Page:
“I’m just trying to figure out how we get something that really presents the value of the Alamo Colleges in the future … we just don’t want another Sheridan office,” Alderete said.
Mize said architects would take the comments made by the board to heart and work hard to address them.
Zárate said although the sustainable options seem nice, there is a budget to stick to.
Strybos restated that the drawings are intended as conceptual without specific details of the buildings.
“These are concepts … to the comments that have been made, it doesn’t show any iconic elements because it’s not supposed to,” Strybos said. “The next versions will as we keep moving down the path.”
The four concept designs for the building can be viewed at https://v3.boardbook.org/Public/PublicItemDownload.aspx?ik=39062296.
President Robert Vela gave a performance update for the college during the Student Success Committee meeting.
This included fall enrollment numbers over the last six years, which have taken a dip from about 22,000 in fall 2013 to 20,700 in fall 2015.
Vela said an intentional reduction in the nursing department was made to ensure they were ready for changes in testing and standards for the program, which included increasing and maintaining the Texas Board of Nurses NCLEX-RN pass rate standard from 80 percent to 82 percent.
“We’re starting to scale that back up and I think we’ll end up back to about the 22,000 mark in the next year or two,” Vela said.
In addition to this, the course completion rates have gone up 6.5 percent over the last six years for a current estimate of 89.9 percent completion rate. A 65 percent reduction in high risk courses has also been established with the number of high risk courses falling from 61 in fall 2009 to 21 in fall 2015.
Student performance after they transfer from this college was also a topic of interest during the meeting.
Eighty-two percent of students who transfer from this college acquired a GPA of 2.0 or better their first year at the University of Texas at San Antonio, 78 percent at Texas A&M San Antonio and 76 percent at Texas State University.
“This goes back to our rigor. If the rigor wasn’t there at our colleges, this performance wouldn’t be there,” Vela said.
Alderete said there should be data for students’ full completion at a four-year institute because the number is significant and should be attributed to the Alamo Colleges.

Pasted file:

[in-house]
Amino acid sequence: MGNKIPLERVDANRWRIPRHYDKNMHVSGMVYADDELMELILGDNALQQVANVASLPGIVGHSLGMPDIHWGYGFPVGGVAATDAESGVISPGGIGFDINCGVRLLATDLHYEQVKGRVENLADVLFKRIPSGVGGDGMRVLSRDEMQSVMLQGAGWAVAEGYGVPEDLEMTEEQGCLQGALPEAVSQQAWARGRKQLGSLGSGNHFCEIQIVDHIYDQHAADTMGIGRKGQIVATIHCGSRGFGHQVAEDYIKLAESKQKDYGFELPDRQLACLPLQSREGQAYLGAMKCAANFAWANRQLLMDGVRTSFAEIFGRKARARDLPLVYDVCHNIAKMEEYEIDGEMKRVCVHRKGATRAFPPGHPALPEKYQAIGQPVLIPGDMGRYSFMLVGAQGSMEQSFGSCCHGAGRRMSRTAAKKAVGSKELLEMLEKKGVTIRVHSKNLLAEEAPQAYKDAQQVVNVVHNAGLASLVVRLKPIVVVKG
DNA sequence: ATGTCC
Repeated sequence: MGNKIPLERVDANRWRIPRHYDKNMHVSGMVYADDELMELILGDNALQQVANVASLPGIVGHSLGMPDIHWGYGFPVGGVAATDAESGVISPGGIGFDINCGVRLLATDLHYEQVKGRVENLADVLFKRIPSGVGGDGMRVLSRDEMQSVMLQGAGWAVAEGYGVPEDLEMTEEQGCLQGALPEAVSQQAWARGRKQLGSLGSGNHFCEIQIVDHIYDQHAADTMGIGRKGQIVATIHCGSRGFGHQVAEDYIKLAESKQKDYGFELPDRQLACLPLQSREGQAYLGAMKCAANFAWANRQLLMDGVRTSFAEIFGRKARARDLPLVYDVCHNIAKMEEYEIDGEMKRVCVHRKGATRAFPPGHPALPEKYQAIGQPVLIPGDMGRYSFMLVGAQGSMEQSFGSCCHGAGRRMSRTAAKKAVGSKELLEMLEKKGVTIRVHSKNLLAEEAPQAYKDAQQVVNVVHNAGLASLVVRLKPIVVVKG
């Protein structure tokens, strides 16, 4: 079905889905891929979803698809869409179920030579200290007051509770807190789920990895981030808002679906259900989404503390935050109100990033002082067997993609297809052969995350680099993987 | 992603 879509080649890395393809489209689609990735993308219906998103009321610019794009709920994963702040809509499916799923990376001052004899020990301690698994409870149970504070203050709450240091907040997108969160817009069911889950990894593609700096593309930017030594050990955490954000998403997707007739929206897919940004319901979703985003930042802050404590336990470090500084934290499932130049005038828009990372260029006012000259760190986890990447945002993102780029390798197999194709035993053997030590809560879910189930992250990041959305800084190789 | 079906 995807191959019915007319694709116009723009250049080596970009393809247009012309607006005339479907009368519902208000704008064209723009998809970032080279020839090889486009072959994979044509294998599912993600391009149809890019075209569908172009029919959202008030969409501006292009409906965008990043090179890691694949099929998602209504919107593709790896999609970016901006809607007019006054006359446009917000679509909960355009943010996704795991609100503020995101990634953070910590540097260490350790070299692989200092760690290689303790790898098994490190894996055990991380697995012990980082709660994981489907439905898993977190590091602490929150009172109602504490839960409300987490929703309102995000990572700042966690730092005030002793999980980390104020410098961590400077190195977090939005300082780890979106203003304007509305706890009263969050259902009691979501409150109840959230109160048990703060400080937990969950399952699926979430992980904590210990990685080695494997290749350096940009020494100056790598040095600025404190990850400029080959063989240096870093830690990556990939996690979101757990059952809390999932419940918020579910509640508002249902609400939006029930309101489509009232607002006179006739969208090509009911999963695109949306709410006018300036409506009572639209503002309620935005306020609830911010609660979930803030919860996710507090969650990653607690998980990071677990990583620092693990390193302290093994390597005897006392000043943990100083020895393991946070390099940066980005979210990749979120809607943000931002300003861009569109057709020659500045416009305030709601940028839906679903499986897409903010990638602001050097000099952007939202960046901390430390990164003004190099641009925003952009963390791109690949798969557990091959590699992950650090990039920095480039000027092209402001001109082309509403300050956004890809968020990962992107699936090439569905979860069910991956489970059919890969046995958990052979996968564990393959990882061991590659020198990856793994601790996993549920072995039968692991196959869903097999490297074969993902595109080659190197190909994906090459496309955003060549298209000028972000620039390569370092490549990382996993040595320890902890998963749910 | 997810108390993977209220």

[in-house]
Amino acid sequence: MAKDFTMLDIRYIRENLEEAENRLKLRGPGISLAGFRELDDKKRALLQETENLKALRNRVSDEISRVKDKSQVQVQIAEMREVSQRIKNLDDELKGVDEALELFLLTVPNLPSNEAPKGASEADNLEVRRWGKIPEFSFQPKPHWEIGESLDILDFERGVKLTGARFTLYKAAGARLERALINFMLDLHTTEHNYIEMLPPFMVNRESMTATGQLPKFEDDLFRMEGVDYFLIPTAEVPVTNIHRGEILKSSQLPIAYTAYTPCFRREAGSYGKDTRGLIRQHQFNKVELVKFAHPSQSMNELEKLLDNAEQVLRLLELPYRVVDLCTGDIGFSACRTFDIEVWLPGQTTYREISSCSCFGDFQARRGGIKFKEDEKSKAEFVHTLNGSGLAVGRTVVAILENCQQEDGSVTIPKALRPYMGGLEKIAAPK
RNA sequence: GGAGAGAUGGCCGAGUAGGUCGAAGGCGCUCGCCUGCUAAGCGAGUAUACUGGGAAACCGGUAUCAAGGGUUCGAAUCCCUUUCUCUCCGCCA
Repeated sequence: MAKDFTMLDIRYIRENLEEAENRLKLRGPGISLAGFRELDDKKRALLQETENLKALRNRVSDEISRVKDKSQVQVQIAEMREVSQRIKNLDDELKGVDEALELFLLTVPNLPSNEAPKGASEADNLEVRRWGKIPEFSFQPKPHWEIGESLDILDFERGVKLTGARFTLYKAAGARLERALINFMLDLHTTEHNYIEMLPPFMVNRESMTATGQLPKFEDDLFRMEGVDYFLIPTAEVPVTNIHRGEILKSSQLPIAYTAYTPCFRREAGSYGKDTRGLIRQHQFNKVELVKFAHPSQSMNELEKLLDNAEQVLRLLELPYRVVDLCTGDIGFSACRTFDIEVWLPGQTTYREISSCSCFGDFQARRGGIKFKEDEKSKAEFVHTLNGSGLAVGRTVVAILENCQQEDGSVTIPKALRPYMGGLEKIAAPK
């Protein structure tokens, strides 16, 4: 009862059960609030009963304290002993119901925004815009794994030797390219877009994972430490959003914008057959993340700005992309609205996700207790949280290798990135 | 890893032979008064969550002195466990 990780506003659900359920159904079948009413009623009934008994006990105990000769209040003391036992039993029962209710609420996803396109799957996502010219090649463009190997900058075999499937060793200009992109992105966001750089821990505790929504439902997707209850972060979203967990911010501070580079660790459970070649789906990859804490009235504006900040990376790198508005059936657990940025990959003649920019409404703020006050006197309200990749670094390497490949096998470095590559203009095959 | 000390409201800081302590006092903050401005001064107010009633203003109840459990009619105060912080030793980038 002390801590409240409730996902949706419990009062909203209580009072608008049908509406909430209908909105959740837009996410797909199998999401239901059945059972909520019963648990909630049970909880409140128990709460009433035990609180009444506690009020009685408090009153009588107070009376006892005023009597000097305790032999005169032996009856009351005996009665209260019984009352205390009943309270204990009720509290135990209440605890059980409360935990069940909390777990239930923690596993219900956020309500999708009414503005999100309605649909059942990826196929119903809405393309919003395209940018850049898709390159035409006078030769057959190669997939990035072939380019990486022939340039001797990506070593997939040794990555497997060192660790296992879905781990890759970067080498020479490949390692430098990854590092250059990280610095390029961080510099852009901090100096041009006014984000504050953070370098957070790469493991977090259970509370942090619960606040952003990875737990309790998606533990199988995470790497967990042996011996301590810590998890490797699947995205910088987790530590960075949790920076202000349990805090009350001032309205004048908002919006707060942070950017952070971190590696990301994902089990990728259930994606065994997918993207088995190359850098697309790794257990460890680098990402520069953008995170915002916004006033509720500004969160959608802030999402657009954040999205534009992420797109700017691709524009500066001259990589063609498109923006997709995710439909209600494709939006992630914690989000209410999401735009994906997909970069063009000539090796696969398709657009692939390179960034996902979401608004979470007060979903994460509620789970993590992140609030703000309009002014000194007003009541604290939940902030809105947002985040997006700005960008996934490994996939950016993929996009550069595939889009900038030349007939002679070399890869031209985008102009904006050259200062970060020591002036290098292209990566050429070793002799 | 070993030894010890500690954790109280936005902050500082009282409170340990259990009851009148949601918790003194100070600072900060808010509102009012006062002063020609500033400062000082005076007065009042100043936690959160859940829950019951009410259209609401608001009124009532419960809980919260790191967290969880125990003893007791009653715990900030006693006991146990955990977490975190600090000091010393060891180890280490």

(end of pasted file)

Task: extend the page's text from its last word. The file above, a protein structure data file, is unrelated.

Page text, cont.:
“This would counter the naysayers that are out there who question the rigor and critical thinking of our instructors and our colleges,” Alderete said. “Sometimes this additional information not only arms us as board members who speak at the Coordinating Board, but it also enlightens the community on our true success, which is a student receiving a four year degree.” He referred to the Texas Higher Education Coordinating Board.
Vela said the data is out there to provide that information and find out which Alamo College students are graduating from four-year institutions and would be able to provide it for the board if needed.
“My colleagues would agree with me that a community college professor is better at teaching than potentially a university professor. Why? Because they’re content specific experts,” Vela said. “We put up any one of our professors along with any four-year professor and they can compete.”
Alderete agreed by saying his daughter, who had previously taken classes at this college, said the courses were tougher at this college than St. Mary’s University.
“My point is: That is not out there. We’re being looked upon as lesser than the four-year institutions and we need to construct the message that we’re equal or better than those institutions when it comes to the first two years of education,” Alderete said.
District 9 trustee Jim Rindfuss added the idea of collecting this data and performance numbers of transfer students and the caliber of instructors at the Alamo Colleges to advertise that students from the Alamo Colleges who transfer to four-year institutions do better than new students.
The trustees agreed and instructed the administration look into it.